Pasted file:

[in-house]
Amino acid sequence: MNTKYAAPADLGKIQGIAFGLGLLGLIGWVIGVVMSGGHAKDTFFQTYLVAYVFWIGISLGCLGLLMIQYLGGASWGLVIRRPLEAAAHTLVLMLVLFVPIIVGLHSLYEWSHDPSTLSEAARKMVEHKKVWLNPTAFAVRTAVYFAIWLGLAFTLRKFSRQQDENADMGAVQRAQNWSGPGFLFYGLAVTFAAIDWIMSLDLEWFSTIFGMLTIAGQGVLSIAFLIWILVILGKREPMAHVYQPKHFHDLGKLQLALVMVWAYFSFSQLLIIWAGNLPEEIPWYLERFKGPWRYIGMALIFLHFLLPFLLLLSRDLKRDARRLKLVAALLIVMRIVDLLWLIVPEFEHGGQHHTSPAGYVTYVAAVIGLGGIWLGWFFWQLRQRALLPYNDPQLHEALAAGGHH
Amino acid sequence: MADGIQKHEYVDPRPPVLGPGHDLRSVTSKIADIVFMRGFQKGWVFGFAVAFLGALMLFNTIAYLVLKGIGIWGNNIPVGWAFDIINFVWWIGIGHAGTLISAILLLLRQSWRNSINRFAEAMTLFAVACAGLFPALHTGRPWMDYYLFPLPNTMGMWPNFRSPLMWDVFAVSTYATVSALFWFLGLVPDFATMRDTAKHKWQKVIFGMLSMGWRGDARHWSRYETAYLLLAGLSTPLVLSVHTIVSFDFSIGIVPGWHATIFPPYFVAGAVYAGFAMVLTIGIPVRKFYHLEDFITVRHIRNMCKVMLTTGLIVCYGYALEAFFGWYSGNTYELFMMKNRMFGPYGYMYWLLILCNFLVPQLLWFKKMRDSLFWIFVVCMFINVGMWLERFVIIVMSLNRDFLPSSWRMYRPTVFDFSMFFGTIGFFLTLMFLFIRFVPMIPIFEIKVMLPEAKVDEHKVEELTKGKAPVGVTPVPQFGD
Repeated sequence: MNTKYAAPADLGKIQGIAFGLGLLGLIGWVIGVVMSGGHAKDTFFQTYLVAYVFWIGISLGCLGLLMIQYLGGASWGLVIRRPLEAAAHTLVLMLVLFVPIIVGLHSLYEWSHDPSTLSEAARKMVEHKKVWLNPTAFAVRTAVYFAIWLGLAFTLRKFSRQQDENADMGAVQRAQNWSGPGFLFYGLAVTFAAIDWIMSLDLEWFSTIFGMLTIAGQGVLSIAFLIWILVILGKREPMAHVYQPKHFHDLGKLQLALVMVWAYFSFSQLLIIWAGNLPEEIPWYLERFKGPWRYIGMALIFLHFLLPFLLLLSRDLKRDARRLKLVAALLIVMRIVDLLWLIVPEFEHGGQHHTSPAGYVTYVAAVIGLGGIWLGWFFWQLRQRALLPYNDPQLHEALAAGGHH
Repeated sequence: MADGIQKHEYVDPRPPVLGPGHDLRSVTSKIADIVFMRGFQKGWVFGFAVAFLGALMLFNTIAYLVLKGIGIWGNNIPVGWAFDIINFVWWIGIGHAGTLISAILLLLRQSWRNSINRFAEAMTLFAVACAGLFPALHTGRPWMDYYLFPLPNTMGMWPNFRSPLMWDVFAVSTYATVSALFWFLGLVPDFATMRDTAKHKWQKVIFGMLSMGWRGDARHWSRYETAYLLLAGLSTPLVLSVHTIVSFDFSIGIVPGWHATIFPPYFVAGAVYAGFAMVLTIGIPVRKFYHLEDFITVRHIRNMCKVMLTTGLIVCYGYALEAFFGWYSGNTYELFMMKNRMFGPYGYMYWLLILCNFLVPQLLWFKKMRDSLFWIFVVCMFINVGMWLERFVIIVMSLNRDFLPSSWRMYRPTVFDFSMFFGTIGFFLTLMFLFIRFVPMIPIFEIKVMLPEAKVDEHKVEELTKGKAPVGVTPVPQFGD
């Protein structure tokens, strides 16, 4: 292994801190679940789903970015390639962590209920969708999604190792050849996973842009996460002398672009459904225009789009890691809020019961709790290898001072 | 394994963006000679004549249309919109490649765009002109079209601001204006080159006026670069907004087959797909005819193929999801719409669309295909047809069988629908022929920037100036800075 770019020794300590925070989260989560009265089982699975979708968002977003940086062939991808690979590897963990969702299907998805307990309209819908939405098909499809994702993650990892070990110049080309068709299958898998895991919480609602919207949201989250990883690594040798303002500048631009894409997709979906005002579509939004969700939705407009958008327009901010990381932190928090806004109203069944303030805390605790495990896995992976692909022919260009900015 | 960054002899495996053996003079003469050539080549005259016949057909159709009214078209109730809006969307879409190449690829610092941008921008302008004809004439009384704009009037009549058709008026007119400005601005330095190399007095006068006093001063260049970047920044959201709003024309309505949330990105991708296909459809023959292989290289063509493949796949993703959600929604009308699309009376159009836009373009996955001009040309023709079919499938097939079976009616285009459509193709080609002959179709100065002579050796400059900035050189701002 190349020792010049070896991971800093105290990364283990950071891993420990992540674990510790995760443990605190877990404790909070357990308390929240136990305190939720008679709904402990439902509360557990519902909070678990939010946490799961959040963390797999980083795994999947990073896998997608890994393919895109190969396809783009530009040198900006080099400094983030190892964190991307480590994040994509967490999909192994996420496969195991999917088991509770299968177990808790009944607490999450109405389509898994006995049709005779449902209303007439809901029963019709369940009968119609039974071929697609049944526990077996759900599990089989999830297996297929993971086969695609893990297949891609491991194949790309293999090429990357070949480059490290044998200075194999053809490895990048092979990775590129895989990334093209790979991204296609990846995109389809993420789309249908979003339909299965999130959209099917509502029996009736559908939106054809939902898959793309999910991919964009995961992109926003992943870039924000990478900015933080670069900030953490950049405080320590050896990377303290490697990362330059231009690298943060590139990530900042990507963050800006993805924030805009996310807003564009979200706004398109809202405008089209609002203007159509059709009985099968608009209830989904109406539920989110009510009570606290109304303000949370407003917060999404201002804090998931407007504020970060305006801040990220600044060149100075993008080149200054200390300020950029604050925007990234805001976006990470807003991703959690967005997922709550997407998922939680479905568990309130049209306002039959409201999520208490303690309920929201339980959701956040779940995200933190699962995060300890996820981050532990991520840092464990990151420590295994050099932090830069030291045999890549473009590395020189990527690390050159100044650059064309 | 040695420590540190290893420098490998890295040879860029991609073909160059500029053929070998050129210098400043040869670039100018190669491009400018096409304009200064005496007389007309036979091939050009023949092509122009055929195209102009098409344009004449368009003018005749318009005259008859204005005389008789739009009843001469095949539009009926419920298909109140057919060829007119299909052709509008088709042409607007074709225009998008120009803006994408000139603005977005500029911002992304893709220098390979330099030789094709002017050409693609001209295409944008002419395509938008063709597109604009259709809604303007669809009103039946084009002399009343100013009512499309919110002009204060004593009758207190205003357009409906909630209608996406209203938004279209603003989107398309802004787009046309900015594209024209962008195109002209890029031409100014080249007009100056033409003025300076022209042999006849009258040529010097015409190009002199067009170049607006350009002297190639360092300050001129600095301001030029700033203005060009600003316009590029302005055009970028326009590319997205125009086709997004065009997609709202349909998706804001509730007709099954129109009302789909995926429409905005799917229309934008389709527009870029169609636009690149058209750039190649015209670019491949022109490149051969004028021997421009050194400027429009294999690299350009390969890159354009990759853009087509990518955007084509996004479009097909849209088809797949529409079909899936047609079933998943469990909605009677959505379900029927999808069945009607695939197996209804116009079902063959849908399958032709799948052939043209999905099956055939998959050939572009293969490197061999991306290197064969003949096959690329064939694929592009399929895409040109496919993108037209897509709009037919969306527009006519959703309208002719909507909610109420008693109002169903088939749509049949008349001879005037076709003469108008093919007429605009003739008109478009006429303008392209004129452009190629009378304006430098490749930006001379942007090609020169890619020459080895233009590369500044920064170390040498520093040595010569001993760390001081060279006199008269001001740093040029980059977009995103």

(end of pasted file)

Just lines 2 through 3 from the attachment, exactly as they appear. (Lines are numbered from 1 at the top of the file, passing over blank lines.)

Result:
Amino acid sequence: MNTKYAAPADLGKIQGIAFGLGLLGLIGWVIGVVMSGGHAKDTFFQTYLVAYVFWIGISLGCLGLLMIQYLGGASWGLVIRRPLEAAAHTLVLMLVLFVPIIVGLHSLYEWSHDPSTLSEAARKMVEHKKVWLNPTAFAVRTAVYFAIWLGLAFTLRKFSRQQDENADMGAVQRAQNWSGPGFLFYGLAVTFAAIDWIMSLDLEWFSTIFGMLTIAGQGVLSIAFLIWILVILGKREPMAHVYQPKHFHDLGKLQLALVMVWAYFSFSQLLIIWAGNLPEEIPWYLERFKGPWRYIGMALIFLHFLLPFLLLLSRDLKRDARRLKLVAALLIVMRIVDLLWLIVPEFEHGGQHHTSPAGYVTYVAAVIGLGGIWLGWFFWQLRQRALLPYNDPQLHEALAAGGHH
Amino acid sequence: MADGIQKHEYVDPRPPVLGPGHDLRSVTSKIADIVFMRGFQKGWVFGFAVAFLGALMLFNTIAYLVLKGIGIWGNNIPVGWAFDIINFVWWIGIGHAGTLISAILLLLRQSWRNSINRFAEAMTLFAVACAGLFPALHTGRPWMDYYLFPLPNTMGMWPNFRSPLMWDVFAVSTYATVSALFWFLGLVPDFATMRDTAKHKWQKVIFGMLSMGWRGDARHWSRYETAYLLLAGLSTPLVLSVHTIVSFDFSIGIVPGWHATIFPPYFVAGAVYAGFAMVLTIGIPVRKFYHLEDFITVRHIRNMCKVMLTTGLIVCYGYALEAFFGWYSGNTYELFMMKNRMFGPYGYMYWLLILCNFLVPQLLWFKKMRDSLFWIFVVCMFINVGMWLERFVIIVMSLNRDFLPSSWRMYRPTVFDFSMFFGTIGFFLTLMFLFIRFVPMIPIFEIKVMLPEAKVDEHKVEELTKGKAPVGVTPVPQFGD